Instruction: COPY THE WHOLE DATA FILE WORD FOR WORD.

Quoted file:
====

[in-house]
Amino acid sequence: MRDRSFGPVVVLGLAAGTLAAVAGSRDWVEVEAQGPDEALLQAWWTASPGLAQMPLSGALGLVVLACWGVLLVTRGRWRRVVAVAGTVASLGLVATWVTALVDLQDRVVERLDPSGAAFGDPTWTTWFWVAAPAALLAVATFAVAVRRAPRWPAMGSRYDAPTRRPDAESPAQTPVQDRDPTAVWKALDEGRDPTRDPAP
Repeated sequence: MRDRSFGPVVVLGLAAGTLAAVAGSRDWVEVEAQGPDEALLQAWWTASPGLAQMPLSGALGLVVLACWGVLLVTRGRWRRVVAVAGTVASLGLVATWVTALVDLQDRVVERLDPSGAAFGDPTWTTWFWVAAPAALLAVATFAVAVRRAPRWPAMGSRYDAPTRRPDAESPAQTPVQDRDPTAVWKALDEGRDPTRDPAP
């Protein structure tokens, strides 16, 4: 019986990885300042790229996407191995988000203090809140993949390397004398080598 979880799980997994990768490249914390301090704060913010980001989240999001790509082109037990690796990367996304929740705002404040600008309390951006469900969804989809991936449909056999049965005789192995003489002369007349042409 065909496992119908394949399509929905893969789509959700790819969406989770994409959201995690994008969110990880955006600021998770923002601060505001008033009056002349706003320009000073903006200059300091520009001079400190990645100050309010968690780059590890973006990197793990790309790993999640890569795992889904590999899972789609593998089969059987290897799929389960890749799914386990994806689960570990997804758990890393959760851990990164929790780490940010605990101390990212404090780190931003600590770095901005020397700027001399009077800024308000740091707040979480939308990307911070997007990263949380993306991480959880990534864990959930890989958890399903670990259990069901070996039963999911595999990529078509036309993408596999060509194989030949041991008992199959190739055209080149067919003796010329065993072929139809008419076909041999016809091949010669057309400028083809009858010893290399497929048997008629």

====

[in-house]
Amino acid sequence: MRDRSFGPVVVLGLAAGTLAAVAGSRDWVEVEAQGPDEALLQAWWTASPGLAQMPLSGALGLVVLACWGVLLVTRGRWRRVVAVAGTVASLGLVATWVTALVDLQDRVVERLDPSGAAFGDPTWTTWFWVAAPAALLAVATFAVAVRRAPRWPAMGSRYDAPTRRPDAESPAQTPVQDRDPTAVWKALDEGRDPTRDPAP
Repeated sequence: MRDRSFGPVVVLGLAAGTLAAVAGSRDWVEVEAQGPDEALLQAWWTASPGLAQMPLSGALGLVVLACWGVLLVTRGRWRRVVAVAGTVASLGLVATWVTALVDLQDRVVERLDPSGAAFGDPTWTTWFWVAAPAALLAVATFAVAVRRAPRWPAMGSRYDAPTRRPDAESPAQTPVQDRDPTAVWKALDEGRDPTRDPAP
């Protein structure tokens, strides 16, 4: 019986990885300042790229996407191995988000203090809140993949390397004398080598 979880799980997994990768490249914390301090704060913010980001989240999001790509082109037990690796990367996304929740705002404040600008309390951006469900969804989809991936449909056999049965005789192995003489002369007349042409 065909496992119908394949399509929905893969789509959700790819969406989770994409959201995690994008969110990880955006600021998770923002601060505001008033009056002349706003320009000073903006200059300091520009001079400190990645100050309010968690780059590890973006990197793990790309790993999640890569795992889904590999899972789609593998089969059987290897799929389960890749799914386990994806689960570990997804758990890393959760851990990164929790780490940010605990101390990212404090780190931003600590770095901005020397700027001399009077800024308000740091707040979480939308990307911070997007990263949380993306991480959880990534864990959930890989958890399903670990259990069901070996039963999911595999990529078509036309993408596999060509194989030949041991008992199959190739055209080149067919003796010329065993072929139809008419076909041999016809091949010669057309400028083809009858010893290399497929048997008629």